Flower-seller in London, by Jules Bastien-Lepage. The girl in this painting reminded me a little of Kathleen, the heroine of this book; only Kathleen sold bread, not flowers, on the streets of London. Picture from ArtMagick.com
A good friend [ ; ) thanks 'Koala'! ] recently lent me a heap of Janette Oke books. The first one of these books to catch my eye was A Bride for Donnigan. I had heard about this book - indeed I had almost bought it, but I thought No, I'll wait until I read it before I buy it. . . and as we have seen, I recently got the chance to read it, and 'read it' I did!
A Bride for Donnigan tells the story of seventeen-year-old Kathleen O'Malley. Both of her parents are dead, and she lives under the roof of her widowed stepmother. When she discovers that her stepmother intends to remarry, keeping Kathleen as only a servant, Kathleen makes a decision to respond to a certain advertisement she had seen in the street:
"Ladies! The Opportunity of a Lifetime in the New American Frontier! Well-Secured Ranchers, Farmers, and Businessmen Desire Wedded Partners to Share Their Life and Prosperity. INQUIRE WITHIN."
It's a fascinating read, especially in light of the historical context. What may seem crazy to us today - farmers and ranchers living in the remote far west of America "ordering" mail order brides from Europe! -- actually made perfect sense to the people involved in this type of match-making. It also looks at the reasons that could drive the said mail-order brides to endure a lengthy voyage across the Atlantic, to arrive in an unfamiliar land, all for the sake of marrying men they knew practically nothing about. . .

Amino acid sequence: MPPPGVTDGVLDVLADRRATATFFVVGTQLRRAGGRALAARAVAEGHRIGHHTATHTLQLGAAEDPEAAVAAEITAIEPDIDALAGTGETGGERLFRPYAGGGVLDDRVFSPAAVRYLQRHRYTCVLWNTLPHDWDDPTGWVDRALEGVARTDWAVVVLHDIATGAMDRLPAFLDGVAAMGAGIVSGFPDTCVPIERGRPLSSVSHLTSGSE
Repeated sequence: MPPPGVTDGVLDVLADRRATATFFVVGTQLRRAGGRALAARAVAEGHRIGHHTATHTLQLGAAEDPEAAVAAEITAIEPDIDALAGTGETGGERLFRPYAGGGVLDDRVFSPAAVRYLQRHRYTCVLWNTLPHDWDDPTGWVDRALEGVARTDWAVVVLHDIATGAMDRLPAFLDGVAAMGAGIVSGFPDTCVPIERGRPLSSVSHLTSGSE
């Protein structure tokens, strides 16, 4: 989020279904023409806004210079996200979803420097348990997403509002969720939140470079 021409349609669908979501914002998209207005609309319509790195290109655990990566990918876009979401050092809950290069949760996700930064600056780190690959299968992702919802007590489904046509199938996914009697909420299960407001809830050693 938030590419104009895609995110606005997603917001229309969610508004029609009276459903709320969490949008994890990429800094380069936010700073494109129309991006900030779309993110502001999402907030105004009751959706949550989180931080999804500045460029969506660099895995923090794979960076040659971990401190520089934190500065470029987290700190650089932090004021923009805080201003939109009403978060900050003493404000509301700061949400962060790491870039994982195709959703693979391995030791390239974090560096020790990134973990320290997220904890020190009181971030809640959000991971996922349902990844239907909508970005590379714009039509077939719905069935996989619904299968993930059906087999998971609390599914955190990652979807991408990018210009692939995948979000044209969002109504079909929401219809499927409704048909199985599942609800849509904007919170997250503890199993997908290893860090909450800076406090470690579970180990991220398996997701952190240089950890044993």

Unlike most of Janette Oke's other books, which deal solely with life on the American prairie, A Bride for Donnigan offers glimpses of what life was like for women living on the other side of the pond, in industrialised Britain.
It is perhaps one of Oke's most dynamic novels, but it is not without its flaws. . . In particular, the first half of the book is considerably better than the second half. As with some of Oke's other books, A Bride for Donnigan begins with a lot of momentum, but loses pace about halfway through the book.
Nonetheless, it is an entertaining and enjoyable read, definitely worth picking up sometime if you're after some pleasant light reading.Oh, and BTW -- since I first wrote the above I've wasted 10 minutes fooling around with the webcam on my laptop, taking snapshots of myself and just being wacky. . . I look so WEIRD in some of them! I'd post some of here were it not for (a) I think my parents would prefer that I don't post pics of myself online for safety reasons and (b) you'd all think I was bonkers because of the crazy faces I'm pulling -- seriously, I was laughing my head off at the silly faces I was making.
God bless you all! Now I must go to bed. . . I'm a bit tired, I woke up at 5:30 this morning for some reason. . .